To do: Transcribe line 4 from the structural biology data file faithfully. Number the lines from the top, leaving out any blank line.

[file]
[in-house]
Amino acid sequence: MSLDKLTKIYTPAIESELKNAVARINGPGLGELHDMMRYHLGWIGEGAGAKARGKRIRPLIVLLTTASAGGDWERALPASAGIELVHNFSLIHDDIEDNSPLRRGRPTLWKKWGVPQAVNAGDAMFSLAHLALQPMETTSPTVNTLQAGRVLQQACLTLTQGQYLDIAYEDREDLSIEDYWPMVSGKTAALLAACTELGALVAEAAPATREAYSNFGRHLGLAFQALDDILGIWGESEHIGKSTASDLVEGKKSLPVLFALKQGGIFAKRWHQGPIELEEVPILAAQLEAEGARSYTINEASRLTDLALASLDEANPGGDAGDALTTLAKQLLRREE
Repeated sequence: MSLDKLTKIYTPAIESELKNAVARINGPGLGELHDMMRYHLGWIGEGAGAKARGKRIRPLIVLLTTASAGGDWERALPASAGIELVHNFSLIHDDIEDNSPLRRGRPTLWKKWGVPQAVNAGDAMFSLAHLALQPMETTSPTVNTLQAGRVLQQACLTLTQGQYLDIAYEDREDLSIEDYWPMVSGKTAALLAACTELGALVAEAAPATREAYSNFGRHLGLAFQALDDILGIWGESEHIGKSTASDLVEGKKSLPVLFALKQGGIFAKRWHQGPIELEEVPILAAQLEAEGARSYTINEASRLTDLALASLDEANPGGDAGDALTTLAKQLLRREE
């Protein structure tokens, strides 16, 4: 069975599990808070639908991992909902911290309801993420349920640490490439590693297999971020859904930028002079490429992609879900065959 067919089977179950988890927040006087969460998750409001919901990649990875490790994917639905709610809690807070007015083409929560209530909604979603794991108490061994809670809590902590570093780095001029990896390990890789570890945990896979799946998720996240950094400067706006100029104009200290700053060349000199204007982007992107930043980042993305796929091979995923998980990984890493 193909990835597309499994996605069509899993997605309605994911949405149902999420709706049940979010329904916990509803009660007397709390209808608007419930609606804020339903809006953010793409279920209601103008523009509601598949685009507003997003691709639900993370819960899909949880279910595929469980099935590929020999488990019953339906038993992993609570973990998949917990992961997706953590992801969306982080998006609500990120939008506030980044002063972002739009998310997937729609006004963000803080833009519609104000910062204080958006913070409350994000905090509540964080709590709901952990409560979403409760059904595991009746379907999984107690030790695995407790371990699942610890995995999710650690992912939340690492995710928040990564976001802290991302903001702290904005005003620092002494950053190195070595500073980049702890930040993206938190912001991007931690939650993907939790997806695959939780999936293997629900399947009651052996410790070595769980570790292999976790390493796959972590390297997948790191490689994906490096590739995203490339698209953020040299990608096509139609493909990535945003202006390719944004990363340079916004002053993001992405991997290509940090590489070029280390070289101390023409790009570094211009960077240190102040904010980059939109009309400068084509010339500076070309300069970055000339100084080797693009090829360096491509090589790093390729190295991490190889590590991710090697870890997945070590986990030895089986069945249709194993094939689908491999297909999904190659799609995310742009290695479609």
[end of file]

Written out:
């Protein structure tokens, strides 16, 4: 069975599990808070639908991992909902911290309801993420349920640490490439590693297999971020859904930028002079490429992609879900065959 067919089977179950988890927040006087969460998750409001919901990649990875490790994917639905709610809690807070007015083409929560209530909604979603794991108490061994809670809590902590570093780095001029990896390990890789570890945990896979799946998720996240950094400067706006100029104009200290700053060349000199204007982007992107930043980042993305796929091979995923998980990984890493 193909990835597309499994996605069509899993997605309605994911949405149902999420709706049940979010329904916990509803009660007397709390209808608007419930609606804020339903809006953010793409279920209601103008523009509601598949685009507003997003691709639900993370819960899909949880279910595929469980099935590929020999488990019953339906038993992993609570973990998949917990992961997706953590992801969306982080998006609500990120939008506030980044002063972002739009998310997937729609006004963000803080833009519609104000910062204080958006913070409350994000905090509540964080709590709901952990409560979403409760059904595991009746379907999984107690030790695995407790371990699942610890995995999710650690992912939340690492995710928040990564976001802290991302903001702290904005005003620092002494950053190195070595500073980049702890930040993206938190912001991007931690939650993907939790997806695959939780999936293997629900399947009651052996410790070595769980570790292999976790390493796959972590390297997948790191490689994906490096590739995203490339698209953020040299990608096509139609493909990535945003202006390719944004990363340079916004002053993001992405991997290509940090590489070029280390070289101390023409790009570094211009960077240190102040904010980059939109009309400068084509010339500076070309300069970055000339100084080797693009090829360096491509090589790093390729190295991490190889590590991710090697870890997945070590986990030895089986069945249709194993094939689908491999297909999904190659799609995310742009290695479609």